Pregnancy and arthritis

Pregnancy and arthritis

Will pregnancy affect my arthritis?

Arthritis does not affect the actual course of pregnancy in most women. However, if you have one of the rarer forms of arthritis-for example, lupus-which affects your internal organs, such as your kidneys or heart, then it may cause some problems during the pregnancy.

The joints and muscles may be affected by the physical changes that occur during pregnancy. Under increased pressure, weight-bearing joints may become worse.

Rheumatoid Arthritis may improve during pregnancy. For most women, this occurs by the end of the fourth month. While joint swelling may decrease, joint pain will persist due to existing joint damage.

Lupus Arthritis may stay the same, improve or flare up. To reduce the prospect of a flare up, you should ideally be in remission for six months before you become pregnant. This means not only that you feel well, but that blood tests and other tests for the disease are also normal.

Research on Scleroderma and other types of arthritis are not as conclusive. If your illness does improve, it may flare up two to eight weeks after your baby is born. Proper planning and treatment before, during and after pregnancy, however, can help decrease pain and swelling and help improve your ability to function.

Will my child inherit arthritis?

Probably not. While the causes of most forms of arthritis are not known, some forms tend to appear in families more often than others. However heredity is never the single factor that determines if a person develops arthritis. Scientists have found certain genetic markers that may indicate if some people have a higher risk of getting some types of arthritis. However, the relationship between these markers and the actual development of arthritis is still unclear and does not mean you will pass arthritis on to your child. Generally, there is no way to tell if your child will ever have arthritis in the future.

How will pregnancy affect my arthritis?

The physical changes that normally occur during pregnancy may affect your joints and muscles in the following ways.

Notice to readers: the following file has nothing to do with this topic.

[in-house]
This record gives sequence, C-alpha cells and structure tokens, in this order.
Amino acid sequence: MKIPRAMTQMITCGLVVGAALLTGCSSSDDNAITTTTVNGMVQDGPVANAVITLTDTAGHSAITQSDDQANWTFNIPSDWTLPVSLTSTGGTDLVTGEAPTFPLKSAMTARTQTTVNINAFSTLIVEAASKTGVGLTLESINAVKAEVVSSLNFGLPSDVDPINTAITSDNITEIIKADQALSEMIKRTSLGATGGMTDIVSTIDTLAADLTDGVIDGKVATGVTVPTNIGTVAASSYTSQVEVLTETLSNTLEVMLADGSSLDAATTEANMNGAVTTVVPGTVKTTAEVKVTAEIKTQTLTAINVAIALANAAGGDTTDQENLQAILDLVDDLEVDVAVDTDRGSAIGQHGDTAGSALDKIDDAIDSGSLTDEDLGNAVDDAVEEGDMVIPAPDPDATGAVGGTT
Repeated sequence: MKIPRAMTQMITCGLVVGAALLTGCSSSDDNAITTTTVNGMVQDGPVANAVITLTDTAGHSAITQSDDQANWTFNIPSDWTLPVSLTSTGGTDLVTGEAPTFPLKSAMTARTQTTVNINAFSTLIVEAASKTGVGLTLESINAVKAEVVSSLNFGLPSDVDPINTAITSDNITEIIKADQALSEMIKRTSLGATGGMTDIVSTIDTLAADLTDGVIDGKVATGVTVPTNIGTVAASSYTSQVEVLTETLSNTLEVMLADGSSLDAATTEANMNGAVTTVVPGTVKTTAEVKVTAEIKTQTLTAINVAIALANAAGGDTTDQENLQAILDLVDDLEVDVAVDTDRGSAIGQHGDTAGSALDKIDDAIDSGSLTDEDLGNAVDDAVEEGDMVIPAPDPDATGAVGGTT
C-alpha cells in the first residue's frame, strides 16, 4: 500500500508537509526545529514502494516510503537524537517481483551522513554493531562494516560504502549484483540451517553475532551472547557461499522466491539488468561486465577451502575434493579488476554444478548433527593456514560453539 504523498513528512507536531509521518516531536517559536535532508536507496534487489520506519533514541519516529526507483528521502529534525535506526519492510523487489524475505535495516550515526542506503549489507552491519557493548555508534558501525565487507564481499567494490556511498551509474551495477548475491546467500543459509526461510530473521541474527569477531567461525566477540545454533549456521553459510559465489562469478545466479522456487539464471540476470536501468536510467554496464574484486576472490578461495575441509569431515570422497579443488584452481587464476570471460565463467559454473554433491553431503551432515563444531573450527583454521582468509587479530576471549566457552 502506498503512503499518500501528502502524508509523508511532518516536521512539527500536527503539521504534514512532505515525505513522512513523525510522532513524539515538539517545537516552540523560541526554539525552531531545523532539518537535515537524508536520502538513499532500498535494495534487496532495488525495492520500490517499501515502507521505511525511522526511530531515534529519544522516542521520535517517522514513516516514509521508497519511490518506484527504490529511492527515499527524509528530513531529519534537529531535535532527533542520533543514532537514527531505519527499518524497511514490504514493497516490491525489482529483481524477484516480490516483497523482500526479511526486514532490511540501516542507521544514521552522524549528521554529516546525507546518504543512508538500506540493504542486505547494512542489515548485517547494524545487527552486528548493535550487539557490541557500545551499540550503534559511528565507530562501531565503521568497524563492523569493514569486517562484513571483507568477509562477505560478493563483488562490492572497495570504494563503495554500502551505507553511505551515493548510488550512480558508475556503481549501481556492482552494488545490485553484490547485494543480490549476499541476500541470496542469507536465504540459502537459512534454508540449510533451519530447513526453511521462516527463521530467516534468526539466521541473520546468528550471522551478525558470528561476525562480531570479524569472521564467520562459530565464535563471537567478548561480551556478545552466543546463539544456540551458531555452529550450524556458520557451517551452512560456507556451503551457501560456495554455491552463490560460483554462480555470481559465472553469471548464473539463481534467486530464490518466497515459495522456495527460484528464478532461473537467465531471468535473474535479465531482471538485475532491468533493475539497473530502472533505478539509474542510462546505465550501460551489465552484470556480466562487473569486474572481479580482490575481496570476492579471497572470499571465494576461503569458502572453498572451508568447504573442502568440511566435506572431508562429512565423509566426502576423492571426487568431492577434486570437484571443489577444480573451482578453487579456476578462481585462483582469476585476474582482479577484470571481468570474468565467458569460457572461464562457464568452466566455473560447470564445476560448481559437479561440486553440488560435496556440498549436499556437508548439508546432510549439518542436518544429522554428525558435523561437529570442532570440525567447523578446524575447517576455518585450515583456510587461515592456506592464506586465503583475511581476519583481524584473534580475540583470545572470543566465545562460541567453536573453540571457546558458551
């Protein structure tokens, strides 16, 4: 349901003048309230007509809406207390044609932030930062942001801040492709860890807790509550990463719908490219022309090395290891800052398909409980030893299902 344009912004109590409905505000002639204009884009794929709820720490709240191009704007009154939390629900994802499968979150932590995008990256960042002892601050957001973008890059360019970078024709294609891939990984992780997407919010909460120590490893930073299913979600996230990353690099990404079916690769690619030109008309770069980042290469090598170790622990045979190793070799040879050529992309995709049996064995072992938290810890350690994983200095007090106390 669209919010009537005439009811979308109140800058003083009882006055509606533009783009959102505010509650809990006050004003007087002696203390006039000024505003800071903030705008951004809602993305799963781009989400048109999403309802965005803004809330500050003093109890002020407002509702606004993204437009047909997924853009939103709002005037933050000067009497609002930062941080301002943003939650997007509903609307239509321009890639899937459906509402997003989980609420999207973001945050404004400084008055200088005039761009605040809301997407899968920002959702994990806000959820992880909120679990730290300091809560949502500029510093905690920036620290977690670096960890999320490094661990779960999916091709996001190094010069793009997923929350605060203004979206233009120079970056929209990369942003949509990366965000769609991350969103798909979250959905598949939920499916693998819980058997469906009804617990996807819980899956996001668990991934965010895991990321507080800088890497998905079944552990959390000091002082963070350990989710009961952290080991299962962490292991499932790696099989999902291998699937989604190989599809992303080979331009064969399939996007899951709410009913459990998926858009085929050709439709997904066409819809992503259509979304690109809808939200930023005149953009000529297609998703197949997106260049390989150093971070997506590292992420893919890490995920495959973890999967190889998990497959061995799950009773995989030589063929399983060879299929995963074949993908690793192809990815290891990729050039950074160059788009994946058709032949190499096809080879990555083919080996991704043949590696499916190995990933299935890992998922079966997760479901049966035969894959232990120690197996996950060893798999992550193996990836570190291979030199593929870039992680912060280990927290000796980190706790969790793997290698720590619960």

What precautions should I take during pregnancy?

As a pregnant woman with arthritis, you should take extra precautions. You should exercise to maintain strong muscles and joints. Learning to use joints in a protective way reduces stress on the joints. As with all pregnant women, stress management will minimise emotional turmoil. A balanced diet and knowledge of the effects of your medication are also advisable.

What measures should I take after the birth of my child?

To protect against a flare up of your arthritis after the birth of your child, you should follow the following advice:

Will I have difficulty giving birth?

Probably not, but usually decisions about the type of delivery are made on the basis of specific circumstances at the time of delivery, and not always planned in advance. It is important that you find a comfortable position during the delivery process. You probably can deliver your baby vaginally, lying on your back, even if you have had a hip replacement. If this position is uncomfortable, you may want to lie on your side or sit in a rocking chair.

Can I take medication for my arthritis while pregnant?

It is best to take advice from both your obstetrician and your rheumatologist about arthritis medications and pregnancy. While there is a general principle that it is preferable not to take medication while pregnant, some medical conditions will require ongoing treatment throughout the pregnancy.

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